That said, the 2013 Mazda5 does have some disadvantages compared to other minivans. It seats six, not seven or eight like bigger vans, and while the cargo area is big enough for OctoMom’s weekly grocery run, if you need to pack suitcases, you’ll have to fold down at least one of the third-row seats. Many of the high-end family-friendly features available on other minivans — power-operated doors, all-wheel-drive, an automated voice that says “If you don’t stop hitting your brother, I’ll take away your video games for a month!”* — aren’t available on the Mazda5, and only the top-of-the-line models get leather upholstery. Most have cloth, which is harder to keep clean.

* I made that last one up, but if Mazda offered it, I would totally buy it.


Statistically, minivans are the safest vehicles on the roads, which seems to have more to do with how people drive them than their actual safety hardware. The Mazda5 is purely average: Six airbags (including side curtain airbags that protect all three rows of seats), antilock brakes, and electronic stability control, but no new ground-breaking safety technology. The 2013 Mazda5 is an all-new model and hasn’t yet been crash-tested, but other recent Mazda models have had excellent crash-test scores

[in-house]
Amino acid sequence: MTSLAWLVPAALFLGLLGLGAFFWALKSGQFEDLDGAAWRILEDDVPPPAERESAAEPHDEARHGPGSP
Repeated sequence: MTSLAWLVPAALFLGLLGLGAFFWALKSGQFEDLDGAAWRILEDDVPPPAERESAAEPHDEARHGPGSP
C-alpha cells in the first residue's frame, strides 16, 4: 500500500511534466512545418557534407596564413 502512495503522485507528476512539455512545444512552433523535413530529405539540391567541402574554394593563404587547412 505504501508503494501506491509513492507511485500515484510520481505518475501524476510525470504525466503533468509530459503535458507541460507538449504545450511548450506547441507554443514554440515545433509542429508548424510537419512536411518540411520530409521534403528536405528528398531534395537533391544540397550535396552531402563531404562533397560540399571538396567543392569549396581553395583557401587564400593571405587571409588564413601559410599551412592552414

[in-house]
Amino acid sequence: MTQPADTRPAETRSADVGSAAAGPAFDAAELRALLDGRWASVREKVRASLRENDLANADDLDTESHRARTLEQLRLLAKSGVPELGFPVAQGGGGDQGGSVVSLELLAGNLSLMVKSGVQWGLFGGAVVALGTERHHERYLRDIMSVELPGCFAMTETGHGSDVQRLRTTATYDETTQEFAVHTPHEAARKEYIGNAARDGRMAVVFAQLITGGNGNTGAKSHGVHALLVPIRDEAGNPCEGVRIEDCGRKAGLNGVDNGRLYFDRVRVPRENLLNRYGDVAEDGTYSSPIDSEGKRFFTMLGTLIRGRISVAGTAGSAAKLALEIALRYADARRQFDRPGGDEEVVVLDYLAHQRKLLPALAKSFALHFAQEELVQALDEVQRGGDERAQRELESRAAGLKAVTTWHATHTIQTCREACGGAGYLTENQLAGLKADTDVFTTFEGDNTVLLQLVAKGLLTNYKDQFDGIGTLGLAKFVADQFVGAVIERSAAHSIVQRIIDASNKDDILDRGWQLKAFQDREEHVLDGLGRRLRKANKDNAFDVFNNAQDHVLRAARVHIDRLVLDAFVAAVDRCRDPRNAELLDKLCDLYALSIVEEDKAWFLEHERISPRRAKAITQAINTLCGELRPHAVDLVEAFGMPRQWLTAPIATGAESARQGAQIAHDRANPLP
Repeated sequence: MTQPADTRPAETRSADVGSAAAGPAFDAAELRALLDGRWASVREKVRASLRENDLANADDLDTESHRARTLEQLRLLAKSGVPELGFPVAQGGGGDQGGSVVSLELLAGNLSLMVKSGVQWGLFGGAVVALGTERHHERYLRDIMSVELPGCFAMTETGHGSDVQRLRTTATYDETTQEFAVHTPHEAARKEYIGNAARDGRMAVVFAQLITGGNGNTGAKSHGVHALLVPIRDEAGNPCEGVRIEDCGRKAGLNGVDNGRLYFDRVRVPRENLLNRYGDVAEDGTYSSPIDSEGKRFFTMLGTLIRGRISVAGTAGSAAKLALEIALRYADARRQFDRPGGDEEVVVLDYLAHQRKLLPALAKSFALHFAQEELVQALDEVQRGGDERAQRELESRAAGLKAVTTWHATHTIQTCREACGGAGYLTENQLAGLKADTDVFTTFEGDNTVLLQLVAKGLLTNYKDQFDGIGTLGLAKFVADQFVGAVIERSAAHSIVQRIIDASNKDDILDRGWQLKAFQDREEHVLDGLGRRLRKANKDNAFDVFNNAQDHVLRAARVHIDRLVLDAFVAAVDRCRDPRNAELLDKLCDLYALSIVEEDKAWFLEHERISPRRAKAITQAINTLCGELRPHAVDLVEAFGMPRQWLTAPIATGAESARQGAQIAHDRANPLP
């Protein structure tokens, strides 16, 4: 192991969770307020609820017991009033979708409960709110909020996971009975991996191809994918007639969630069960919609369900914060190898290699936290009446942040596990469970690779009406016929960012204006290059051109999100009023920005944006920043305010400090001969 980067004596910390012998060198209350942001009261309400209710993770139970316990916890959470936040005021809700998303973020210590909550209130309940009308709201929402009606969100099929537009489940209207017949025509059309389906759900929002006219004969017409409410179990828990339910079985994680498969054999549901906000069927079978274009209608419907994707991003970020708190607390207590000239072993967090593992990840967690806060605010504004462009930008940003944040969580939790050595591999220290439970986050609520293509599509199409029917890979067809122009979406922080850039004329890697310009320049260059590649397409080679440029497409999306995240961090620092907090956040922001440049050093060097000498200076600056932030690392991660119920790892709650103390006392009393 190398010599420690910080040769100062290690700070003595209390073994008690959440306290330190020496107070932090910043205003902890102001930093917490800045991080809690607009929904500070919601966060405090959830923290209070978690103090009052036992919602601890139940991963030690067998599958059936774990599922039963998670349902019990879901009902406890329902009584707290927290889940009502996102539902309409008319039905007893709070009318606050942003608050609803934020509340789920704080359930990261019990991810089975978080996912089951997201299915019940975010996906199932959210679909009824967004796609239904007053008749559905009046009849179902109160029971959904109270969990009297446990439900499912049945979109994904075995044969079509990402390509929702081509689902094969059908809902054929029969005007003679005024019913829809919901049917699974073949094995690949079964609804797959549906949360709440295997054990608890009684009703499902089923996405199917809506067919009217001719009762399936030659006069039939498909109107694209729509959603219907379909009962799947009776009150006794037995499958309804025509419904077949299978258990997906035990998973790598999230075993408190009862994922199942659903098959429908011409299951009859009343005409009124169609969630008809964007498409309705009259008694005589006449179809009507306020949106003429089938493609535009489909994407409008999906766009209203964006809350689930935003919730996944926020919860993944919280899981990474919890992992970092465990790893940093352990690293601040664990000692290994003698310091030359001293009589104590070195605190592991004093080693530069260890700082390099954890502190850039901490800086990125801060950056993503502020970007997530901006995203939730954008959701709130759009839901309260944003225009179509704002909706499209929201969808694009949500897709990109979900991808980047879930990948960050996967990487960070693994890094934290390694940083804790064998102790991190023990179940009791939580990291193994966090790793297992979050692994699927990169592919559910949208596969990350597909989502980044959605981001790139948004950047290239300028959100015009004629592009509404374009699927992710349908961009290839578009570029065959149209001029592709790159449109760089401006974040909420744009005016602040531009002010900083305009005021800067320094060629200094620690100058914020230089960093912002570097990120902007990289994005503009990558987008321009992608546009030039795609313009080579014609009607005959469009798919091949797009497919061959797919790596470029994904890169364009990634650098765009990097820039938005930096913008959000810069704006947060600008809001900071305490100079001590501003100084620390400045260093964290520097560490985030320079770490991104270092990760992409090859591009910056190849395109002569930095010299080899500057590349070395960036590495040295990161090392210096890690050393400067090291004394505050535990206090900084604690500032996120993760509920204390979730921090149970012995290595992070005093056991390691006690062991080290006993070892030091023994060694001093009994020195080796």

This is one area where the Mazda5 falls down. Toyota, Honda, Nissan and Chrysler have been battling for years to see who can come up with the most family-friendly gizmos, but Mazda seems to have opted out of the fight. All Mazda5s get a rear air conditioning system, but it’s noisy and only cools the second row seats. Options include satellite radio and a rear-seat DVD player, but nice-to-haves like a navigation system or an iPod-compatible USB port are nowhere to be found.


This is where the 2013 Mazda5 comes into its own: It drives like a car, not a bus. I tested the Mazda5 in Puerto Rico, of all places, where the average road is no wider than your bra strap, so the Five’s small size and excellent all-around visibility really came in handy. In the booming metropolis of San Juan, I could easily squeeze the Mazda5 into parking spots that mid-size SUVs had to pass up. And on curvy mountain roads, I was reminded that “Zoom-Zoom” is more than just an advertising tagline — the Mazda5 is a lot of fun to drive.